Even by accepted western scientific measurement, the focus on globalized development is inexorably going down that destructive road. The world?s monetary crisis should serve as a lesson on the greed and indifference to humanity and human rights that characterizes the liberalization of trade. Indigenous Peoples are most directly and most profoundly affected by this indifference. Now the rest of the world is as well affected by this crisis and its causes.

But all things are related. The relevance of the fact of Indigenous Peoples living in harmony and balance within very diverse ecosystems demonstrate the essential relationship between cultural diversity and biological diversity. The focus of UNCED and now, Rio + 20, on assigning monetary ?value? to ?ecosystem services? are themselves related to the creation of markets and the destruction of biodiversity and with that, the destruction of Indigenous cultures, of identities and sacred relationship with the Earth.

C. Rio + 20 and the ?Green Economy?

The themes of Rio + 20 promise much as did UNCED 20 years ago: ?Green Economy in the context of sustainable development and poverty eradication;? and, ?Institutional Framework for sustainable development.? It is clear by the discussions so far, that the icons of ?green? including the solar panel, the wind turbine and the neon light bulb are not the sole agenda items. Global Industrialized Agriculture and biomass are included in the discussion on the ?Green Economy.?

As in the discussions on climate change, the Green Economy debate places great importance on renewable sources of energy and the production and manufacturing of materials now petroleum based, as the basis for a new vision of ?sustainable development.? The transition to the Green Economy calls for agriculture as the primary source of renewable material for bio-fuels and new technologies for non-petroleum based manufacturing. New biological technology is being touted as the provider of renewable and thus ?sustainable? development, for food security, ?clean? energy and poverty alleviation. As all things are related, it is no accident that the largest transnationals in the world are developing technologies on bio-mass and its use in renewable fuels and manufacturing materials.

A world-wide ?bio-economy? is proposed as the solution to climate change and sustainable development. Again, as in proposals for ?market based solutions? to climate change, the Earth?s biological resources are the target for this new ?green? economy and the markets that it will create. The very basis of life, genetic material, both plant and animal, become potential markets in this formula. The experience of Indigenous Peoples, particularly those that inhabit bio-rich environments, is that their lands, territories, waters and total environments are targets for the new technologies, industrialized agriculture and the concentration of productive lands, their lands, in the hands of the private few, for the production of so-called ?renewable? resources.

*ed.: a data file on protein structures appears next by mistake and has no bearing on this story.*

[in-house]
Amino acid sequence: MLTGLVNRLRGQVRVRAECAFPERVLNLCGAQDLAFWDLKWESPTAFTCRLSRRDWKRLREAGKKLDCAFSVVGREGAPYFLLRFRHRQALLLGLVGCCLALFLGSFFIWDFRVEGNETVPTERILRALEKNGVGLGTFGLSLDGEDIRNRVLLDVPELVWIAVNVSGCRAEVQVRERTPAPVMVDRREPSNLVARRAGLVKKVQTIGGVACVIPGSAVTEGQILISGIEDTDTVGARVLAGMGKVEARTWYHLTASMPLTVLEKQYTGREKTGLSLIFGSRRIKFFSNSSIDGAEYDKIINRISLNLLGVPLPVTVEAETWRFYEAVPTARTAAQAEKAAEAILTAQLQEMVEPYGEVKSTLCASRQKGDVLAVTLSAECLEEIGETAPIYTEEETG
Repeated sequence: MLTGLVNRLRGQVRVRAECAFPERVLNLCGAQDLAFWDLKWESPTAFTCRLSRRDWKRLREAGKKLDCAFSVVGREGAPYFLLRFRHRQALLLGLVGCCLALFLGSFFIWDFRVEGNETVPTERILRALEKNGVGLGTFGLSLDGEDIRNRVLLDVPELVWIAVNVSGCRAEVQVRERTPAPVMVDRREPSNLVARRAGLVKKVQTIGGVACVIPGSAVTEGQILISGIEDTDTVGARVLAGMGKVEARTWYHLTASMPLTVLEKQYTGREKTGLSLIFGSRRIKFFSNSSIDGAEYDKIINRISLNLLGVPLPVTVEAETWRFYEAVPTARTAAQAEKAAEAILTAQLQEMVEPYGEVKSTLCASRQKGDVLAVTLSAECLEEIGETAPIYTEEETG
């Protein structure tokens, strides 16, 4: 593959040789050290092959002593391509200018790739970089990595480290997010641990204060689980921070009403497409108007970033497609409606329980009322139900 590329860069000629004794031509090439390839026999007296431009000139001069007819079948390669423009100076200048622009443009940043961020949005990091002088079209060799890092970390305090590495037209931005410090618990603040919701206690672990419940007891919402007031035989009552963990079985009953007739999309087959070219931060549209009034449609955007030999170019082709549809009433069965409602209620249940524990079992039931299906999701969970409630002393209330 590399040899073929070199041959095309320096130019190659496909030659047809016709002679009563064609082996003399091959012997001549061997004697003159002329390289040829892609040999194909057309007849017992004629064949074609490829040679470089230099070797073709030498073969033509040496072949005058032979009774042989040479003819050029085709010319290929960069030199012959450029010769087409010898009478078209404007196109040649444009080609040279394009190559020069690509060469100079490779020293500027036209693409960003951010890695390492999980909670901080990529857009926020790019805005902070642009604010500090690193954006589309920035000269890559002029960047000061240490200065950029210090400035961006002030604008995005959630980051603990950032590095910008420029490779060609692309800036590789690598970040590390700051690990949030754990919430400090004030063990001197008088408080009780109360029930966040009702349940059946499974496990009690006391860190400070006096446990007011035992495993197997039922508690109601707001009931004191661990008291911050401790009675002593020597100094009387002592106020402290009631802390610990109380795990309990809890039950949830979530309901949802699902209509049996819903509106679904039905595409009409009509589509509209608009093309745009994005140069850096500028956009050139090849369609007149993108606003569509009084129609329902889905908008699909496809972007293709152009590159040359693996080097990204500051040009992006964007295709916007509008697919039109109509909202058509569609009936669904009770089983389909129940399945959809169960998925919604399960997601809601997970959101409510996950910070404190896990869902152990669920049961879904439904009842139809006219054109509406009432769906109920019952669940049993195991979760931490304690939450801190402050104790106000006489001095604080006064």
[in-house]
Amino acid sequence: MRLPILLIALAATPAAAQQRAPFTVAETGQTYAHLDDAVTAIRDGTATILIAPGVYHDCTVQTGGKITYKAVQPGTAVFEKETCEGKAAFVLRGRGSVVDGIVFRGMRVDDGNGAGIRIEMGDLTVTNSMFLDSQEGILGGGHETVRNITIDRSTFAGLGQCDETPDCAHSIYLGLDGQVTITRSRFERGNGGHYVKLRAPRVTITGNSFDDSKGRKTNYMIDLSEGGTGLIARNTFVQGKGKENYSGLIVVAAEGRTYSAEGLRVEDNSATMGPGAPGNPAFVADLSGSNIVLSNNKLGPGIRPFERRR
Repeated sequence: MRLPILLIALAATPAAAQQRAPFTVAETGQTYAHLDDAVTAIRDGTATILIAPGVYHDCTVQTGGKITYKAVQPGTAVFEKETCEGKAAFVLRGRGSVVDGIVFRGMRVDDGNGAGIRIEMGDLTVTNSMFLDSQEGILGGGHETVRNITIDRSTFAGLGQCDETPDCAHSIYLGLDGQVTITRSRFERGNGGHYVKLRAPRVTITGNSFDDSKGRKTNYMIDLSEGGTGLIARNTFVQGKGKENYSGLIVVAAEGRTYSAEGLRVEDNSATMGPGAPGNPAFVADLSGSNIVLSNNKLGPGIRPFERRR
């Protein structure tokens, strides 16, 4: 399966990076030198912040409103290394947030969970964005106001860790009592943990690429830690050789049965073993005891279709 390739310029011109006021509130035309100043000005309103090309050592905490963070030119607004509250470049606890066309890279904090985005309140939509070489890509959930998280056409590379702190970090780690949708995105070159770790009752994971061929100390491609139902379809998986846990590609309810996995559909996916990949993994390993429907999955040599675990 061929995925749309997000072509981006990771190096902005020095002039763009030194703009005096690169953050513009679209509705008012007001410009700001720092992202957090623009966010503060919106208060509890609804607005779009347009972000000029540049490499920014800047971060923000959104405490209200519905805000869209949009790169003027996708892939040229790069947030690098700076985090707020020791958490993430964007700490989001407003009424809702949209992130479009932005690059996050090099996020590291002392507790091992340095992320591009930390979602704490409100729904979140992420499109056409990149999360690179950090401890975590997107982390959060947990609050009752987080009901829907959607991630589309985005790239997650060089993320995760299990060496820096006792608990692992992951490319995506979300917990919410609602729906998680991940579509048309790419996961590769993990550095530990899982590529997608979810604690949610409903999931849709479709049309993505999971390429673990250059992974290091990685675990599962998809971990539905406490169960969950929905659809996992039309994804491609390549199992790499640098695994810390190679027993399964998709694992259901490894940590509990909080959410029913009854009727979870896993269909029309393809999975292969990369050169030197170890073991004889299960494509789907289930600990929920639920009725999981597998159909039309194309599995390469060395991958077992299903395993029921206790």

Rio + 20 must include e a deeper examination of global sustainability and not merely an opportunity for more markets and business as usual in the name of a ?Green Economy?. It is an opportunity to examine why the promise of UNCED, in spite of the many UN fora, conventions and subsidiary bodies that it created and the billions of dollars spent in its search for sustainable development, failed not only to alleviate poverty, but produced a major and growing loss of biological diversity, the pollution of the world?s waters, oceans, rivers and streams, growing food insecurity and an unsustainable world economy. As in climate change, there is also an ecological debt outstanding. As many have said and are saying, ?Business as usual is not an option. And Governance as usual is not an option.?

Specific Text Recommendations for the Zero Draft

Zero Draft Preamble

Keeping in mind the United Nations Declaration on the right to development and its recognition that the right to development is an inalienable human right by virtue of which every human person and all peoples are entitled to participate in, contribute to, and enjoy economic, social, cultural and political development, in which all human rights and fundamental freedoms can be fully realized,ii

Noting the relevance of the United Nations Declaration on the right to development to sustainable development, that the human right to development also implies the full realization of the right of all Peoples, including Indigenous peoples, to self-determination, which includes, subject to the relevant provisions of both International Covenants on Human Rights, the exercise of their inalienable right to full sovereignty over all their natural wealth and resources,iii